Norhill Family: Read the Story
In November 2008, the Norhill family’s three-bedroom home was totally destroyed in a hurricane. Given that the Norhill family includes four children and that they live in a city far from their relatives, they didn’t feel comfortable imposing themselves on their friends and families.
Mom and Dad Norhill continued to work for their respective employers and they decided that the family would live in an extended-stay hotel until the house is rebuilt. They were told that it could take approximately four months before they are able to move back into their home. They are concerned that they may not be able to afford the extended-stay hotel for four months.
According to section 725(2) of the McKinney-Vento Homeless Assistance Act (42 U.S.C. 11434a(2)), the term “homeless children and youths”—
(A) means individuals who lack a fixed, regular, and adequate nighttime residence...; and
(i) children and youths who are sharing the housing of other persons due to loss of housing, economic hardship, or a similar reason; are living in motels, hotels, trailer parks, or camping grounds due to the lack of alternative accommodations; are living in emergency or transitional shelters; are abandoned in hospitals; or are awaiting foster care placement;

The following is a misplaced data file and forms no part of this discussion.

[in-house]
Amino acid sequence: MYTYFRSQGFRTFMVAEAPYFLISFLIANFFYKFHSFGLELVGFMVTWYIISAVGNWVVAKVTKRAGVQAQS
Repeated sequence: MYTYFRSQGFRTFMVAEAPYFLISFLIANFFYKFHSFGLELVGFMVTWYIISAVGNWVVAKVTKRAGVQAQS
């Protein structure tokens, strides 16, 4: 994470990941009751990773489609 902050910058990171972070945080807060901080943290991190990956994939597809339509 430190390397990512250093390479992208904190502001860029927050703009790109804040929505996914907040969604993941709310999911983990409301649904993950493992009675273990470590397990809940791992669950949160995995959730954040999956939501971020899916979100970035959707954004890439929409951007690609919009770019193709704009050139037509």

(ii) children and youths who have a primary nighttime residence that is a public or private place not designed for or ordinarily used as a regular sleeping accommodation for human beings;
(iii) children and youths who are living in cars, parks, public spaces, abandoned buildings, substandard housing, bus or train stations, or similar settings; and
(iv) migratory children who qualify as homeless for the purposes of this subtitle because the children are living in circumstances described in clauses (i) through (iii).
Children and youth are considered homeless if they fit both part A and any one of the subparts of part B of the definition above.